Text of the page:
Important Questions, Important Answers

Pursuing a new medical regimen is always a decision that should be made with care and professional input.  How do you know if transcranial magnetic stimulation (TMS) is right for you?  TMS is a very new treatment in the world of neuromodulation, being approved by the FDA as safe for the public in 2008.  Many studies are underway to increase the range of maladies TMS can help with, but the public at large still knows little about TMS.

Why People Use TMS

TMS is currently approved by major medical health insurance carriers for use on treatment resistant major depressive disorder, or MDD.  Treatment resistant MDD is what it sounds like—diagnosed major depressive disorder that isn’t responding to more common treatments like medication enough to give the patient a better quality of life, whether the treatments used to work or never did.

Treatment resistant MDD is a source of suffering for the patients and their loved ones.  If we can offer an option that hasn’t yet been explored, that’s what we want to do.  Some reasons why our patients use TMS are:

  • The success rate is high. Thousands have achieved remission.
  • TMS is an excellent addition to other forms of therapy, like cognitive behavioral therapy (CBT).
  • As mentioned, TMS is covered by major medical carriers for use on diagnosed MDD that has proved treatment resistant.
  • TMS is an efficient procedure that is non-invasive with no sedation or downtime.
  • TMS is well-tolerated. The vast majority of patients experience nothing worse than a slight headache that goes away quickly.  Most feel only a scratchy or tingling sensation on the scalp that goes away after the treatment session ends.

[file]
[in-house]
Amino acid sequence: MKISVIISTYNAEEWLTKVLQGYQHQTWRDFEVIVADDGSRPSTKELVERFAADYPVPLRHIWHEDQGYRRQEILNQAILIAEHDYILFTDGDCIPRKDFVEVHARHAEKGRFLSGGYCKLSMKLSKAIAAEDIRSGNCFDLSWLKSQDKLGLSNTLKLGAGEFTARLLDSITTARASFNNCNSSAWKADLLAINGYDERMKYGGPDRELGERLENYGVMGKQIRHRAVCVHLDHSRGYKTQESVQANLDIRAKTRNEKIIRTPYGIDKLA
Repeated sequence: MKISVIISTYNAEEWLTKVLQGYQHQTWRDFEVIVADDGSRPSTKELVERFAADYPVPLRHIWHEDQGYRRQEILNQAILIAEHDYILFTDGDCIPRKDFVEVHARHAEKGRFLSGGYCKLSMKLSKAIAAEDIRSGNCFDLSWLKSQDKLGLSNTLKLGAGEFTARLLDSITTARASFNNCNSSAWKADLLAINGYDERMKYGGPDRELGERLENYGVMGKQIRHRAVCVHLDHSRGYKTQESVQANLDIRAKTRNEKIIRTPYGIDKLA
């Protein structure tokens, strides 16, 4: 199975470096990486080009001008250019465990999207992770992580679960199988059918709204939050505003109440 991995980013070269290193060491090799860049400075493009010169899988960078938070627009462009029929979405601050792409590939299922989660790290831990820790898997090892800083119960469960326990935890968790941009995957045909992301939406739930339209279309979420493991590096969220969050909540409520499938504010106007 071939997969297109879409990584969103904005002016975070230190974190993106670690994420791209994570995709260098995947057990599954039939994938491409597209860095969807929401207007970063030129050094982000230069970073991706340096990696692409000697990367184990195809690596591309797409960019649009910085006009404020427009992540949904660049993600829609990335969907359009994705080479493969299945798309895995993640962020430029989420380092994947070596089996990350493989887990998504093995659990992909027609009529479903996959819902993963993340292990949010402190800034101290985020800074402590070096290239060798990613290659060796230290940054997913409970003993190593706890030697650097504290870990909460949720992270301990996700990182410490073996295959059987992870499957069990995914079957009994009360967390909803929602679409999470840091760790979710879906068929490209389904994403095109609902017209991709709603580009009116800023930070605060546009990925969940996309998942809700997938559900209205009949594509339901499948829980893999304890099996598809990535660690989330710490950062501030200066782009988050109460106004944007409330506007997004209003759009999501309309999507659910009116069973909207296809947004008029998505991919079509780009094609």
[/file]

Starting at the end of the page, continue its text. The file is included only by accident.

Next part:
• TMS does not carry the side effects of many antidepressant medications, like lethargy and sexual dysfunction. Also, some medications are not useful for the patient due to the presence of other medications or physical conditions that will interact badly.

When TMS Isn’t the Right Option

Transcranial magnetic stimulation isn’t right for everyone.  The following are some situations in which medical professionals will not offer TMS.

  • TMS is approved for patients 18 years and older.
  • If the individual has metallic implants and/or devices like stents and aneurysm clips. Metal braces and dental implants aren’t a problem.
  • If the patient has a history of seizures or have had significant traumatic brain injuries (TBIs).
  • If the patient has a condition for which TMS is not approved, such as bipolar disorder. Research is underway to see if we can make it possible for a bipolar patient to receive TMS

Don’t Wait to Feel Better

If this resonates with you, see your general physician first.  A physical examination is useful to rule out physical factors that could be affecting your situation and could affect methods of treatment, such as certain medications being unsuitable.  Your physician can then make recommendations to specialists, order more tests, and communicate with other professionals to share records and updates.

If an option for easing your treatment resistant MDD is open to you, don’t pass up an act of self care.  Take that step forward to help yourself, because you are important, there are people around you who want you to feel better, and the world needs you.

To describe your needs and ask questions, call (585) 442-6960 or contact us here any time.  If you or a loved one are in crisis, call SAMHSA’s hotline at 1-800-662-HELP (4357) or the National Suicide Prevention hotline at 1-800-273-TALK (8255).